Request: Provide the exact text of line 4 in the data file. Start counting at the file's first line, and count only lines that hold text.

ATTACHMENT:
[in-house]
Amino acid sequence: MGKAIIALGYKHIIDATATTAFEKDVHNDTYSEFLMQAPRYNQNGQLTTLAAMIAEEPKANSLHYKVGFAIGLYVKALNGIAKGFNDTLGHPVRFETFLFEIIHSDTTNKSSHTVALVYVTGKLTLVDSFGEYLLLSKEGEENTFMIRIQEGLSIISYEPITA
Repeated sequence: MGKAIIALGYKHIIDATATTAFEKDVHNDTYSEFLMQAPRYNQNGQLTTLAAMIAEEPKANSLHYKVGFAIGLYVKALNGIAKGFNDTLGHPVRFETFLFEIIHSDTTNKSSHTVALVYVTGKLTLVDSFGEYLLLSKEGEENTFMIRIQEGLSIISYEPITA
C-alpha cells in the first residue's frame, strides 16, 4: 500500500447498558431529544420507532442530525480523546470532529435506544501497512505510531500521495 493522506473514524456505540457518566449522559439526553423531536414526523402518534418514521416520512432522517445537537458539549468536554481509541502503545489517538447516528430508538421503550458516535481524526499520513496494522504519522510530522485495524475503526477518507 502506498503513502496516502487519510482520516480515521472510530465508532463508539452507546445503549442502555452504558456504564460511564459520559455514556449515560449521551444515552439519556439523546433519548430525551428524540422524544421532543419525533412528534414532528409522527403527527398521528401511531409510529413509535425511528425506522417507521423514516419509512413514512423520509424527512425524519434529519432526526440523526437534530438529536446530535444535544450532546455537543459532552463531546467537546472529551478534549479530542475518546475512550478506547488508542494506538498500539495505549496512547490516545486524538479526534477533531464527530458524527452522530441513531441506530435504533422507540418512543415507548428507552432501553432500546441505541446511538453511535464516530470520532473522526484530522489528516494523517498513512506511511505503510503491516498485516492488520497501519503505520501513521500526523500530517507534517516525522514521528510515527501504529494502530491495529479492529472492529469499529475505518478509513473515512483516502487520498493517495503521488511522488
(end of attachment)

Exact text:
C-alpha cells in the first residue's frame, strides 16, 4: 500500500447498558431529544420507532442530525480523546470532529435506544501497512505510531500521495 493522506473514524456505540457518566449522559439526553423531536414526523402518534418514521416520512432522517445537537458539549468536554481509541502503545489517538447516528430508538421503550458516535481524526499520513496494522504519522510530522485495524475503526477518507 502506498503513502496516502487519510482520516480515521472510530465508532463508539452507546445503549442502555452504558456504564460511564459520559455514556449515560449521551444515552439519556439523546433519548430525551428524540422524544421532543419525533412528534414532528409522527403527527398521528401511531409510529413509535425511528425506522417507521423514516419509512413514512423520509424527512425524519434529519432526526440523526437534530438529536446530535444535544450532546455537543459532552463531546467537546472529551478534549479530542475518546475512550478506547488508542494506538498500539495505549496512547490516545486524538479526534477533531464527530458524527452522530441513531441506530435504533422507540418512543415507548428507552432501553432500546441505541446511538453511535464516530470520532473522526484530522489528516494523517498513512506511511505503510503491516498485516492488520497501519503505520501513521500526523500530517507534517516525522514521528510515527501504529494502530491495529479492529472492529469499529475505518478509513473515512483516502487520498493517495503521488511522488